Throughout the ages there has been much discussion, argument, disagreement, and misunderstanding about the words of Jesus, “ask and you will receive.” I have known many Christians who have become disappointed; even disillusioned with God, because they asked and they did not receive. Some have turned away from God because of it. Others remain quietly despondent but press on with God nonetheless.
Some requests brought to God could be described as selfish, like asking for a boat or a bigger house when neither is needed. There are those who believe to ask for material possessions is a wrong motive. It rather makes me chuckle to note, that often, folks of this persuasion have plenty of unnecessary “things” in their own lives. The counter argument for this is that God cares about our needs but also He loves to give unexpected gifts to simply bless us with extra happiness like good father’s do.
Some requests are brought to God out of a broken heart. We ask that either ourselves or a dear loved one be healed of some terrible disease. We beg God to restore a broken relationship. Single people plead for a spouse, while married people complain to God that the spouse they have isn’t what they had hoped he or she would be. Asking and receiving from God often abounds in disappointment.
Of course, we probably all understand that many times God says, “no” because He understands that what we ask for is not good for us. On this matter I often recall an incident of many years ago. My cousin was visiting us as Christmas approached. She had her little girl with her. At one point during the visit I could see the toddler speaking to her mother. I didn’t hear what the little girl said but the mother’s response makes me laugh out loud to this day. She said with a look of sternness and dismay, “I told you, you are not getting a chainsaw for Christmas!” The little girl was about three years old at the time. What a hoot! I’m sure you and I are hoots, too, at times in what we ask God to give us.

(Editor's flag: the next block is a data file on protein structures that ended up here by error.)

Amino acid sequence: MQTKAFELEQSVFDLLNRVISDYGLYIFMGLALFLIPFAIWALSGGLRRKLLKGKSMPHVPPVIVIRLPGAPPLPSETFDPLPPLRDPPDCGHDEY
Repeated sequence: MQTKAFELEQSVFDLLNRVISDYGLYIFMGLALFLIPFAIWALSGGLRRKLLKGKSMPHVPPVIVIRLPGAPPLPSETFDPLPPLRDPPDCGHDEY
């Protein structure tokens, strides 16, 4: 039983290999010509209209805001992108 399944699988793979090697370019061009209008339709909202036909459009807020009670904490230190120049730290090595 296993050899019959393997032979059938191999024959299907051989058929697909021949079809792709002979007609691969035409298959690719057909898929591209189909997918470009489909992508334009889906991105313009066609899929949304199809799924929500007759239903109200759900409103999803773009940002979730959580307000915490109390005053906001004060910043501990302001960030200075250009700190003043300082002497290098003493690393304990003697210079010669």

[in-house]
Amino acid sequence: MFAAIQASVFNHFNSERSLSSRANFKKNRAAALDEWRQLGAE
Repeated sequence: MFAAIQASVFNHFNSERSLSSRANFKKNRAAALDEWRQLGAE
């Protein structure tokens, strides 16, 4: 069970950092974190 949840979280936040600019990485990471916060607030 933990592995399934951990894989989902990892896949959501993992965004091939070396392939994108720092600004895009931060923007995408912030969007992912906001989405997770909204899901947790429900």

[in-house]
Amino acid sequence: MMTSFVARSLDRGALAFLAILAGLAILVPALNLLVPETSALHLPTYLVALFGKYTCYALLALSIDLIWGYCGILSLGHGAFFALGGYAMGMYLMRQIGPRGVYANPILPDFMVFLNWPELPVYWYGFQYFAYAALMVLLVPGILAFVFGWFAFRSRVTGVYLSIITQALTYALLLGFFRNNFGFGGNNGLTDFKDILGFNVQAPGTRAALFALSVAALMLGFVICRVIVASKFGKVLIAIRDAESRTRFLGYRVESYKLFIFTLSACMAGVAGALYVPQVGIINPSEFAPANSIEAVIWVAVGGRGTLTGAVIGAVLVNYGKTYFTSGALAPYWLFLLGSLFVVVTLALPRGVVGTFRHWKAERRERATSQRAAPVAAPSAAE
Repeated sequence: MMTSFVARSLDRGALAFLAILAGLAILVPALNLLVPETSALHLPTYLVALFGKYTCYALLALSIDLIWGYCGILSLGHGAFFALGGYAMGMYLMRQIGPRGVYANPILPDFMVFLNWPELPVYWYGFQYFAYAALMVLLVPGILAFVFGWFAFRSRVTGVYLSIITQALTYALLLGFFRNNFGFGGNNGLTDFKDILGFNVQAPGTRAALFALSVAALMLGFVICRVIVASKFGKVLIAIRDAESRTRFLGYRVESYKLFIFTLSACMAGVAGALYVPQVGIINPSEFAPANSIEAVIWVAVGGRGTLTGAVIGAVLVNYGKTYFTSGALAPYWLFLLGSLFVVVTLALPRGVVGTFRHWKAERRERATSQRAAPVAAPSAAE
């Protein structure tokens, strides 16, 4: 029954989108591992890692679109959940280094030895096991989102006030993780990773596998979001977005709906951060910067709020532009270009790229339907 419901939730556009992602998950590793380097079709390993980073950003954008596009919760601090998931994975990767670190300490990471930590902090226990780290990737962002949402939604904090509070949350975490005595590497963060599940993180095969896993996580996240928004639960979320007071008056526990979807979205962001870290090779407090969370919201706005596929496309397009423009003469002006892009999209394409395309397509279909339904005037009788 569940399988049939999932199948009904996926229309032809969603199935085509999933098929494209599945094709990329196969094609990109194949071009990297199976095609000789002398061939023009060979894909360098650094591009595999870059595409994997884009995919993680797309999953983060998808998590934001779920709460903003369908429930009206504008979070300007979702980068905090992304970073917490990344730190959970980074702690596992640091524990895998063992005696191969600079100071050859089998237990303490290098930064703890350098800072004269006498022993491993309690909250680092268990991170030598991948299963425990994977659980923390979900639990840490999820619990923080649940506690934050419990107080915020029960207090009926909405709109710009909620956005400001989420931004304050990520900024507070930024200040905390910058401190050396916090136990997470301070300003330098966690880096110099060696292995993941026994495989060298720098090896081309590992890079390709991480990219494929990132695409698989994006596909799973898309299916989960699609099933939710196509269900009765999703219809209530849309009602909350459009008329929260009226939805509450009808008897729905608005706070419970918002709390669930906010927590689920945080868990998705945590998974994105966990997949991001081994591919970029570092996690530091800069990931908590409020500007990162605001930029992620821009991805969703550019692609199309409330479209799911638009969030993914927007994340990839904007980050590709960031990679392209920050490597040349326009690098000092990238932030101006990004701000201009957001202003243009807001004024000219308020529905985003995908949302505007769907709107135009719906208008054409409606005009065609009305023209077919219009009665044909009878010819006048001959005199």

The question of, why do I ask but I don’t receive, has been dealt with in volumes of books and in endless discussions. Therefore, I will not attempt to write a tome of thought on the matter; nor will I conjure up every argument I can remember. I will just share one verse that is often quoted during discussions. “Delight yourself in the Lord and He will give you the desires of your heart.” Psalm 37:4 What a lovely, encouraging verse.
The thing that often comes to my own mind when I consider this verse, in relation to our requests to God to give us what we want is this: There is much meditation on the last part of the verse that tells us that God will give us our heart’s desires. I find not so much meditation on the part that says we are to delight in Him. An interesting note to pay attention to because it is the first instruction. Delighting in God comes before asking Him for anything. Do you think that part is often forgotten?
What does it mean, anyway, to delight oneself in the Lord? I looked it up in the dictionary. To delight means to, “please someone greatly.” Well, that puts a whole new look upon the matter, doesn’t it. Why should I expect God to grant me my heart’s desire if I ignore Him, never think about Him, except in times of trouble, or spend countless hours blaming Him for everything from personal dilemma to the world’s chaos.
What if we spent more time just in getting to know Him? What if we took time everyday to read His love letter to us in the Bible and then meditated upon His words? What if we talked to him, not only when bad things were happening and we needed His help, but just to say thank you for a lovely day: the sunrise, the sounds of birds singing, a friend’s laughter, the enjoyment of a neighbor’s visit. What if we took time to ask God to help us to understand His ways and then to give us the strength to walk in those ways ourselves?
If we took time to truly delight ourselves in Him, I wonder what desires of our hearts we would receive?